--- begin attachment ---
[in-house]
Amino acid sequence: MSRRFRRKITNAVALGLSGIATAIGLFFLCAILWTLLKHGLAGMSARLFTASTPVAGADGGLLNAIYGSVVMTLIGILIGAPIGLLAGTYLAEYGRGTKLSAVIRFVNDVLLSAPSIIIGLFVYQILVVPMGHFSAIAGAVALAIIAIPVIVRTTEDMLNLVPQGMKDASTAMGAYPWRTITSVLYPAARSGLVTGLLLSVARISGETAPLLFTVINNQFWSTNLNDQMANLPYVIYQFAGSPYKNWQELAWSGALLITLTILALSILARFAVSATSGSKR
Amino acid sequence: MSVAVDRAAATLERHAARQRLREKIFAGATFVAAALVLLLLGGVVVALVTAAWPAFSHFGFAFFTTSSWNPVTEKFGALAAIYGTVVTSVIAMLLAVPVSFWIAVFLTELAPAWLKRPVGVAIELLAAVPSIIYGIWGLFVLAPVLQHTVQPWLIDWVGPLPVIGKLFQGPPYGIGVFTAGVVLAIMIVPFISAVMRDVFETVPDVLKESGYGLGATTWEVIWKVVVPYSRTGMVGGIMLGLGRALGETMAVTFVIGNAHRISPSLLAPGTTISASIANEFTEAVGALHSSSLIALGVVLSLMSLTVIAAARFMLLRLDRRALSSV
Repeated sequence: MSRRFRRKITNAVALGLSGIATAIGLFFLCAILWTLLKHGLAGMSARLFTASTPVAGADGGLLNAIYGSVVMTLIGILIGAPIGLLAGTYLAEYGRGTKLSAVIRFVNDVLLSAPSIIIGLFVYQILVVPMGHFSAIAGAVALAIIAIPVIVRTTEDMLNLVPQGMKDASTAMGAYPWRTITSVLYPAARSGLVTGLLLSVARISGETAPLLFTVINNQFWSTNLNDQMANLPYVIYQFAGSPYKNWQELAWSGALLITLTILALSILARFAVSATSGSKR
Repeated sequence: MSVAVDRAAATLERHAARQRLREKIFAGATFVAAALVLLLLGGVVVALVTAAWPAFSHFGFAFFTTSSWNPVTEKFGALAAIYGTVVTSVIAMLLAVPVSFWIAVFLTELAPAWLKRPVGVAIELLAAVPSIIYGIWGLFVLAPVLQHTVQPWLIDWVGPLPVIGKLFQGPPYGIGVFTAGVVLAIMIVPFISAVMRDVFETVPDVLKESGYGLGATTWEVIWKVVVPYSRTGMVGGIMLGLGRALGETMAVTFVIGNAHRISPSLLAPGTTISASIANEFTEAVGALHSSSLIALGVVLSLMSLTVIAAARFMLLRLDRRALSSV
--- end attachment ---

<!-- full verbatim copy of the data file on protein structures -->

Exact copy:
[in-house]
Amino acid sequence: MSRRFRRKITNAVALGLSGIATAIGLFFLCAILWTLLKHGLAGMSARLFTASTPVAGADGGLLNAIYGSVVMTLIGILIGAPIGLLAGTYLAEYGRGTKLSAVIRFVNDVLLSAPSIIIGLFVYQILVVPMGHFSAIAGAVALAIIAIPVIVRTTEDMLNLVPQGMKDASTAMGAYPWRTITSVLYPAARSGLVTGLLLSVARISGETAPLLFTVINNQFWSTNLNDQMANLPYVIYQFAGSPYKNWQELAWSGALLITLTILALSILARFAVSATSGSKR
Amino acid sequence: MSVAVDRAAATLERHAARQRLREKIFAGATFVAAALVLLLLGGVVVALVTAAWPAFSHFGFAFFTTSSWNPVTEKFGALAAIYGTVVTSVIAMLLAVPVSFWIAVFLTELAPAWLKRPVGVAIELLAAVPSIIYGIWGLFVLAPVLQHTVQPWLIDWVGPLPVIGKLFQGPPYGIGVFTAGVVLAIMIVPFISAVMRDVFETVPDVLKESGYGLGATTWEVIWKVVVPYSRTGMVGGIMLGLGRALGETMAVTFVIGNAHRISPSLLAPGTTISASIANEFTEAVGALHSSSLIALGVVLSLMSLTVIAAARFMLLRLDRRALSSV
Repeated sequence: MSRRFRRKITNAVALGLSGIATAIGLFFLCAILWTLLKHGLAGMSARLFTASTPVAGADGGLLNAIYGSVVMTLIGILIGAPIGLLAGTYLAEYGRGTKLSAVIRFVNDVLLSAPSIIIGLFVYQILVVPMGHFSAIAGAVALAIIAIPVIVRTTEDMLNLVPQGMKDASTAMGAYPWRTITSVLYPAARSGLVTGLLLSVARISGETAPLLFTVINNQFWSTNLNDQMANLPYVIYQFAGSPYKNWQELAWSGALLITLTILALSILARFAVSATSGSKR
Repeated sequence: MSVAVDRAAATLERHAARQRLREKIFAGATFVAAALVLLLLGGVVVALVTAAWPAFSHFGFAFFTTSSWNPVTEKFGALAAIYGTVVTSVIAMLLAVPVSFWIAVFLTELAPAWLKRPVGVAIELLAAVPSIIYGIWGLFVLAPVLQHTVQPWLIDWVGPLPVIGKLFQGPPYGIGVFTAGVVLAIMIVPFISAVMRDVFETVPDVLKESGYGLGATTWEVIWKVVVPYSRTGMVGGIMLGLGRALGETMAVTFVIGNAHRISPSLLAPGTTISASIANEFTEAVGALHSSSLIALGVVLSLMSLTVIAAARFMLLRLDRRALSSV